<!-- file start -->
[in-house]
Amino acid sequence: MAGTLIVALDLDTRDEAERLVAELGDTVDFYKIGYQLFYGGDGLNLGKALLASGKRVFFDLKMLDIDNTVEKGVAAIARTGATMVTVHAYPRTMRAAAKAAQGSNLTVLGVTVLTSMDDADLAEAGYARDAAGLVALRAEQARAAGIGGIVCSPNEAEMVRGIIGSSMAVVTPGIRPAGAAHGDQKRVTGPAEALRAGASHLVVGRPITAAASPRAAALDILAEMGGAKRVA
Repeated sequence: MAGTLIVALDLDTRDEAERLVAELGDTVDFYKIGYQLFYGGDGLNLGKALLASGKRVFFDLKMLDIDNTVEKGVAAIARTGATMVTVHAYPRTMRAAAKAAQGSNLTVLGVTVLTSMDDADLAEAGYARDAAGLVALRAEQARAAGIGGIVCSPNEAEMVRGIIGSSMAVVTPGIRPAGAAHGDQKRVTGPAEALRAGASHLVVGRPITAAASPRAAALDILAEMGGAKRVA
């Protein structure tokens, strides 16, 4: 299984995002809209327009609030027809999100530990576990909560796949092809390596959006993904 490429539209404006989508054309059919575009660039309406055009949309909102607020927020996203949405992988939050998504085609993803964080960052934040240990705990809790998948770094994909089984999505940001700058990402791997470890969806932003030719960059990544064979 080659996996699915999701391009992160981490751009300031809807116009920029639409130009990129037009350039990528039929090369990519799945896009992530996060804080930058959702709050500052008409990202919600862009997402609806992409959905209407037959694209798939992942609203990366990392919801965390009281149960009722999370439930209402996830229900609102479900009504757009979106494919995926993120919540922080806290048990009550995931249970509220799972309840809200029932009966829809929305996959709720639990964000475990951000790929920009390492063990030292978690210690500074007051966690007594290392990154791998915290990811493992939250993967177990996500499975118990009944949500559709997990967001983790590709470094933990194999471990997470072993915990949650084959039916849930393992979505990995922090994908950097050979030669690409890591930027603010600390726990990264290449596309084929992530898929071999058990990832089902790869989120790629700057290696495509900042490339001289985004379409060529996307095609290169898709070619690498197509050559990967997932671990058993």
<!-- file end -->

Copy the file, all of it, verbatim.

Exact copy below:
[in-house]
Amino acid sequence: MAGTLIVALDLDTRDEAERLVAELGDTVDFYKIGYQLFYGGDGLNLGKALLASGKRVFFDLKMLDIDNTVEKGVAAIARTGATMVTVHAYPRTMRAAAKAAQGSNLTVLGVTVLTSMDDADLAEAGYARDAAGLVALRAEQARAAGIGGIVCSPNEAEMVRGIIGSSMAVVTPGIRPAGAAHGDQKRVTGPAEALRAGASHLVVGRPITAAASPRAAALDILAEMGGAKRVA
Repeated sequence: MAGTLIVALDLDTRDEAERLVAELGDTVDFYKIGYQLFYGGDGLNLGKALLASGKRVFFDLKMLDIDNTVEKGVAAIARTGATMVTVHAYPRTMRAAAKAAQGSNLTVLGVTVLTSMDDADLAEAGYARDAAGLVALRAEQARAAGIGGIVCSPNEAEMVRGIIGSSMAVVTPGIRPAGAAHGDQKRVTGPAEALRAGASHLVVGRPITAAASPRAAALDILAEMGGAKRVA
């Protein structure tokens, strides 16, 4: 299984995002809209327009609030027809999100530990576990909560796949092809390596959006993904 490429539209404006989508054309059919575009660039309406055009949309909102607020927020996203949405992988939050998504085609993803964080960052934040240990705990809790998948770094994909089984999505940001700058990402791997470890969806932003030719960059990544064979 080659996996699915999701391009992160981490751009300031809807116009920029639409130009990129037009350039990528039929090369990519799945896009992530996060804080930058959702709050500052008409990202919600862009997402609806992409959905209407037959694209798939992942609203990366990392919801965390009281149960009722999370439930209402996830229900609102479900009504757009979106494919995926993120919540922080806290048990009550995931249970509220799972309840809200029932009966829809929305996959709720639990964000475990951000790929920009390492063990030292978690210690500074007051966690007594290392990154791998915290990811493992939250993967177990996500499975118990009944949500559709997990967001983790590709470094933990194999471990997470072993915990949650084959039916849930393992979505990995922090994908950097050979030669690409890591930027603010600390726990990264290449596309084929992530898929071999058990990832089902790869989120790629700057290696495509900042490339001289985004379409060529996307095609290169898709070619690498197509050559990967997932671990058993």